"A snakebite victim can survive for five hours but the golden (first) hour is critical. If the victim gets treatment within this time frame, chances of his survival go up significantly," conservationist Vijay Neelakantan told the news report.
The apps are also helping snakes end up with a better fate. The first instinct of most villagers, when they find a snake, is to kill it, Neelakantan told The Guardian. The apps helps educate users that killing snakes is actually illegal. They also help connect villagers to rescuers, who are trained to catch and handle snakes without killing them. According to the news report, use of the Sarpa app alone has led to the rescue of 2,000 snakes, including 800 cobras, in just the first six months of 2021.
Snake identification, also available on the apps, helps teach what the "Big Four" snakes are in India: the Indian cobra, common krait, Russell's viper and saw-scaled viper. These four species cause 95% of all snakebite deaths in the country, herpetologist Sandeep Das told The Guardian. Proper identification can help avoid unnecessary panic and snake deaths when human-wildlife interactions occur with non-venomous species.
According to the World Health Organization (WHO), snakebites are also a global health priority and a "neglected public health issue in many tropical and subtropical countries," with 81,000 to 138,000 people dying annually from bites. Three times that number are left with amputations and permanent disabilities. The organization noted that agricultural workers and children are most affected.
"In contrast to many other serious health conditions, a highly effective treatment exists," the WHO wrote. "Most deaths and serious consequences of snake bites are entirely preventable by making safe and effective antivenoms more widely available and accessible. High quality snake antivenoms are the most effective treatment to prevent or reverse most of the venomous effects of snake bites."
Unfortunately, the global body noted, poor data, severe underreporting of bites and fatalities and deficient medical infrastructure have made it difficult for governments and international bodies to determine the extent of need for antivenoms. This has led to underestimation, low production and soaring prices 一 all of which further prevent access with poor and rural victims.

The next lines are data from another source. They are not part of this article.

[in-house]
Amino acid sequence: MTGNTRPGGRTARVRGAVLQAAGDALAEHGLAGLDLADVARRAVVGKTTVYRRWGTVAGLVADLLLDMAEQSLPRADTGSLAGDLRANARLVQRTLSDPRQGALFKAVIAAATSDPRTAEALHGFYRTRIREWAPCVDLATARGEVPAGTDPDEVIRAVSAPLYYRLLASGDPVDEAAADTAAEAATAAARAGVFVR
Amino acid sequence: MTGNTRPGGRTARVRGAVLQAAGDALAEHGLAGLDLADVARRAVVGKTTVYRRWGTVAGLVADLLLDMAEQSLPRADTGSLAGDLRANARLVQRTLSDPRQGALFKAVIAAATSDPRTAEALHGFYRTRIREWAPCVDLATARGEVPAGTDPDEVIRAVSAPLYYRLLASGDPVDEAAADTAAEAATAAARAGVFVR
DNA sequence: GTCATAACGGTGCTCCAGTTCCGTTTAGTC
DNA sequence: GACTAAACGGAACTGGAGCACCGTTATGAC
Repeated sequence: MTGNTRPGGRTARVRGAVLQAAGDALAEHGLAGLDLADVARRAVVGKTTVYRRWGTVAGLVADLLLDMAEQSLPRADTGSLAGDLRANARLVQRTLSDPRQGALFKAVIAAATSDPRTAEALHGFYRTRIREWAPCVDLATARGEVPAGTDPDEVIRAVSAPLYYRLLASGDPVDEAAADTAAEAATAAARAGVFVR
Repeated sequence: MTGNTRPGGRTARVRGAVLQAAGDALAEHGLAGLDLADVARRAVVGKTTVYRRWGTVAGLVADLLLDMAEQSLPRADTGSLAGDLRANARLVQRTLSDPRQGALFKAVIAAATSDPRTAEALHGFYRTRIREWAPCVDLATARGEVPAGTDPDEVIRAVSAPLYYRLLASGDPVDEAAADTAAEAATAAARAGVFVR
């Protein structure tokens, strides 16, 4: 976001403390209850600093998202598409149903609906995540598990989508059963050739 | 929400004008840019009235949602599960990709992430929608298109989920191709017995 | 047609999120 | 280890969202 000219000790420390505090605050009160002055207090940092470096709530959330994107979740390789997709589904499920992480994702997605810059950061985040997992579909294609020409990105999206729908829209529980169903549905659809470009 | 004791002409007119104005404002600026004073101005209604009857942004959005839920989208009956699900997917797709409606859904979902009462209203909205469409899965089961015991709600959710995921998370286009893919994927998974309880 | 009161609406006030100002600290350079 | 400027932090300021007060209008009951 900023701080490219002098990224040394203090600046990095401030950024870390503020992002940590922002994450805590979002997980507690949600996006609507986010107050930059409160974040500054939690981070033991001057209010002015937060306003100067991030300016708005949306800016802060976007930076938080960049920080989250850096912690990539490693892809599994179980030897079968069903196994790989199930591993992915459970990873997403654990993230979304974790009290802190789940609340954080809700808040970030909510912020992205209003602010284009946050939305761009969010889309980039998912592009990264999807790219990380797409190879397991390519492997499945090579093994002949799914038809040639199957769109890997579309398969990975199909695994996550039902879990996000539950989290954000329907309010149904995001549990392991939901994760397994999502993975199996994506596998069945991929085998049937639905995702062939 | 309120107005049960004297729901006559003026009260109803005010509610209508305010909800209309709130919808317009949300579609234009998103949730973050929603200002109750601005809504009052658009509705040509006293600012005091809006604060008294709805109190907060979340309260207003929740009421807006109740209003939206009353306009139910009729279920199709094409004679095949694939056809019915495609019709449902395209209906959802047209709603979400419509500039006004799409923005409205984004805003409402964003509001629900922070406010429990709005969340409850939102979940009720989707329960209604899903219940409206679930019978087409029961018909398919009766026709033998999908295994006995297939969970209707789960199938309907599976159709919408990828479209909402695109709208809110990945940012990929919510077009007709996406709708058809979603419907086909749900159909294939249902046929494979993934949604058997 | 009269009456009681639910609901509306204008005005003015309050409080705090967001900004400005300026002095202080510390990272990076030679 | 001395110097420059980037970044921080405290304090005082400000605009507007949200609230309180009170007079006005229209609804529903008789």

The emergence and popularity of the homegrown apps are trying to tackle these issues by connecting potential and actual victims to the knowledge and care that they need. The technology is being heralded as the "Uber for snake emergencies," said Jose Louies, head of wildlife crime control at the Wildlife Trust of India, a non-profit conservation group. He told The Guardian that the apps provide a speedy response to snake bite incidents through a network of volunteers managed by local wildlife departments.
"This innovative technology helps minimize human-snake conflict and save the lives of both," he added.
The COVID effect didn't last. Earth Overshoot Day, the day humanity exceeds its yearly allotment of the planet's biological assets, is nearly back to its record high. What can be done to ease the burden?
By Martin Kuebler
After a temporary reprieve due to the COVID-19 pandemic, Earth Overshoot Day — the day humanity is projected to have used up all the planet's biological resources regenerated in one year — has shifted forward again, this year landing on July 29.
"With almost half a year remaining, we will already have used up our quota of the Earth's biological resources for 2021," said Susan Aitken, leader of Glasgow City Council, where world leaders will gather later this year for the COP26 climate summit in November. "If we need reminding that we're in the grip of a climate and ecological emergency, Earth Overshoot Day is it."
As much of the world was living under coronavirus lockdowns in 2020, last year's Overshoot Day fell on August 22, nearly a month later than the high of July 25 set in 2018. But this year, even though carbon emissions from air travel and road transport are still lagging 2019 highs, a rallying global economy is pushing emissions and consumption back up.
"Rather than recognize this as a reset moment, governments have been eager to get back to business-as-usual. Global emissions are already creeping back up to pre-pandemic levels," said Stephanie Feldstein, population and sustainability director at the Center for Biological Diversity (CBD), a US-based environmental group.
In an email to DW, she pointed out that even with last year's shutdowns, greenhouse gases only declined 6.4% in 2020 — a substantial drop representing around twice Japan's yearly emissions, but not enough to turn things around.
"We missed opportunities when bailout funds were given to major climate polluters, like the aviation and meat industries, without any requirements for a green recovery," said Feldstein. "And we continue to miss opportunities every day that officials refuse to recognize the climate and extinction crises as emergencies — just like the pandemic."
Balancing the Books
Earth Overshoot Day, first created in 2006, aims to calculate the number of days per year that correspond to the necessary biocapacity — the ability of an ecosystem to reestablish its biological resources and absorb waste — to account for civilization's ecological footprint.